Though there is certainly violence in Julius Caesar, characters spend far more time talking to one another than they do fighting or killing, and much of that talk takes the form of argument and debate. Though such argument and debate certainly involves the use of logic—the approach Brutus favors—other characters, namely Cassius and Antony, are skilled at manipulating language to make something seem logical when it is not. By contrasting these approaches and ultimately showing how Brutus’s adherence to logic fails, Shakespeare argues that logic alone is not sufficient to move people, but that skillful use of language, even manipulation of emotion, are vital to achieving real change.
In Act 1, Cassius picks up on Brutus’s reluctance regarding Caesar’s possible kingship. Seizing on this opportunity, he then gives a logical demonstration of Caesar’s less than godlike qualities. He uses Brutus’s instinctive regard for “honor” to prove that he and Brutus are no less worthy of public regard than the “godlike” Caesar. Remembering Caesar’s illness while they were on campaign together in Spain, Cassius remarks, “’Tis true, this god did shake […] And that same eye whose bend doth awe the world / Did lose his luster.” From this basis, he’s able to go on and establish a case for the conspirators’ obligation to oppose Caesar’s arbitrary elevation to monarchy. Along with logic, Cassius also uses his perceptive read of Brutus in order to effectively target his use of language and win Brutus over to his side.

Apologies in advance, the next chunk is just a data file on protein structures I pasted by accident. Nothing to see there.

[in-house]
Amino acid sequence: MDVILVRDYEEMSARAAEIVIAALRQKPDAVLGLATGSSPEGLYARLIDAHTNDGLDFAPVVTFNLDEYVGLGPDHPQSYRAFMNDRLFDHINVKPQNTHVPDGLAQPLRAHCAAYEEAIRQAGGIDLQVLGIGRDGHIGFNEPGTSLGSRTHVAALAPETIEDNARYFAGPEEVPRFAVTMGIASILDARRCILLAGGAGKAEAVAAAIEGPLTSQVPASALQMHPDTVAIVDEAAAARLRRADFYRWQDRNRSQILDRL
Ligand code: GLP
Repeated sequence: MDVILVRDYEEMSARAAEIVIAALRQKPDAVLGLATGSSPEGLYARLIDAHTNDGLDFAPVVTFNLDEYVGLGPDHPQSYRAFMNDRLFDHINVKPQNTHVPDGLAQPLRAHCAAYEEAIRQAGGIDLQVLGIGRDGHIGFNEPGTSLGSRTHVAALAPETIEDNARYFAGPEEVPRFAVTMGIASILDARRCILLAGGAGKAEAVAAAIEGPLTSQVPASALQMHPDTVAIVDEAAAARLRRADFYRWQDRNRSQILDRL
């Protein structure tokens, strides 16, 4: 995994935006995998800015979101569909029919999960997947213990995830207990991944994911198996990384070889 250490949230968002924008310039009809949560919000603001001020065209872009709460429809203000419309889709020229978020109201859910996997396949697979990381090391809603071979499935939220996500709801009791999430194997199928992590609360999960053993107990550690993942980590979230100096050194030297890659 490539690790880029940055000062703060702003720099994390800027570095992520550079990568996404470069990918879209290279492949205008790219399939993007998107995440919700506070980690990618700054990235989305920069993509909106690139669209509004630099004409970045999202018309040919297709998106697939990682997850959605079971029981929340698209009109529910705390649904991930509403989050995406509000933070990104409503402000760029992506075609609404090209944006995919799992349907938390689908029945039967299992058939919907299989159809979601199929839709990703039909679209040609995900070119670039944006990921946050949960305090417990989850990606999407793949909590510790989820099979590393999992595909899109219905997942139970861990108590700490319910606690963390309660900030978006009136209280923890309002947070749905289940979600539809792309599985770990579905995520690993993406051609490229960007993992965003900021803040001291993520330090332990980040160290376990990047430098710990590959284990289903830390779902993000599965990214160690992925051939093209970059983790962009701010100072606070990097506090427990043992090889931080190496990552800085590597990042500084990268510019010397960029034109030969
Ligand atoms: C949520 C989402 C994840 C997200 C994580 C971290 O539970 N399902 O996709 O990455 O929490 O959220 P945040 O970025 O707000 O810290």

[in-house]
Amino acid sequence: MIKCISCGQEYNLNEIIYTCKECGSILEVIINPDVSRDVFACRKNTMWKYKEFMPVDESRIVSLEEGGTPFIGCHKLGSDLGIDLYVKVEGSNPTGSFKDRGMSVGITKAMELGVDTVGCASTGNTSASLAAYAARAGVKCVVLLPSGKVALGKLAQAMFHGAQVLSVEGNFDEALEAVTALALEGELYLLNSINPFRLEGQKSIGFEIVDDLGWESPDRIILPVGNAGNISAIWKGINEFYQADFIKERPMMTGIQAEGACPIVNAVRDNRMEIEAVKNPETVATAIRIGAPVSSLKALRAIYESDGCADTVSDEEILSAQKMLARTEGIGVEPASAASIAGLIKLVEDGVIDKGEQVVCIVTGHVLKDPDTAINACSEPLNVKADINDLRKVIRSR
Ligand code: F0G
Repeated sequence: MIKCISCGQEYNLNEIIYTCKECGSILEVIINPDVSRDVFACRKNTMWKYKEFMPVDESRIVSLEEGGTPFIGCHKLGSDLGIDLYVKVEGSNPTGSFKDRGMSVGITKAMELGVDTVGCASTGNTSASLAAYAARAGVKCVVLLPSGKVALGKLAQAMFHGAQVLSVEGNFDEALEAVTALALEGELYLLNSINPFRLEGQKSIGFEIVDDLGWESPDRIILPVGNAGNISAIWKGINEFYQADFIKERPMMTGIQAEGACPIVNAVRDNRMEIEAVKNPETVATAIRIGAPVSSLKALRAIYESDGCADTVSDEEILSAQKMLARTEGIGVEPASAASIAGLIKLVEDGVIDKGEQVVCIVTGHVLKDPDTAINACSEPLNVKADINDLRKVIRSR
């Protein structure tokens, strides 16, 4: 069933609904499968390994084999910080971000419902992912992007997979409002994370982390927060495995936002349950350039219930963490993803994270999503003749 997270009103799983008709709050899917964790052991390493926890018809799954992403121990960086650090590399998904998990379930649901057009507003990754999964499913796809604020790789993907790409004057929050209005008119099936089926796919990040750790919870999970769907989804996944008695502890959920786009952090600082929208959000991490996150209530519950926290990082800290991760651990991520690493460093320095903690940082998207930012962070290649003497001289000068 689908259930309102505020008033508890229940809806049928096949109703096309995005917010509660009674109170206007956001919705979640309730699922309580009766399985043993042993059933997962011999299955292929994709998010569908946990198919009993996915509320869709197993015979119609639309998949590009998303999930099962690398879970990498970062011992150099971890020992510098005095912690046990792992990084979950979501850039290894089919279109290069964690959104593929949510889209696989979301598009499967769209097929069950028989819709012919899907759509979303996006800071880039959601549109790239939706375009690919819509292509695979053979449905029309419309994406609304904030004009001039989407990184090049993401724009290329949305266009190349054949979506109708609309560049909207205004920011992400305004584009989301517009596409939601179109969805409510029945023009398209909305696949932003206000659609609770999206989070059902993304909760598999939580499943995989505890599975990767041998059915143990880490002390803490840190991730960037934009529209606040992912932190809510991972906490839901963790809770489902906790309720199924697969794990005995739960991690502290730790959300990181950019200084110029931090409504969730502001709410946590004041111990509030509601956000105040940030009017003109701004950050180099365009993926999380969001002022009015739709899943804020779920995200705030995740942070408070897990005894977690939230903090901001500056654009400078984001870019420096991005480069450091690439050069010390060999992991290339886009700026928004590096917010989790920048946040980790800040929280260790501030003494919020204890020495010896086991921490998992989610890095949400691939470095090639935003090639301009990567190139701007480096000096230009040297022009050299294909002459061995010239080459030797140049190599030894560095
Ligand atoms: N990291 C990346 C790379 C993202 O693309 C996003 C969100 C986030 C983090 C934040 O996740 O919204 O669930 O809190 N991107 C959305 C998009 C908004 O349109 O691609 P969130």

Shakespeare also shows how logic functions in ambiguous ways. For example, another key in Cassius’s plan to sway Brutus is to leave anonymous notes praising Brutus’s virtues and blaming Caesar’s tyranny, but he uses an exceptionally light touch—he leaves large gaps in the letters (e.g., “Awake, and see thyself! Shall Rome, etc. Speak, strike, redress!”). This letter is basically illogical—it’s an unclear summons to action that requires the reader to infer what’s missing. Cassius cunningly plays on Brutus’s existing fears, knowing that he’ll interpret the letter as meaning that Rome is suffering under tyranny, and that Brutus himself should act to redress it. It’s another example of the crafty use of language, here making the illogical appear logical.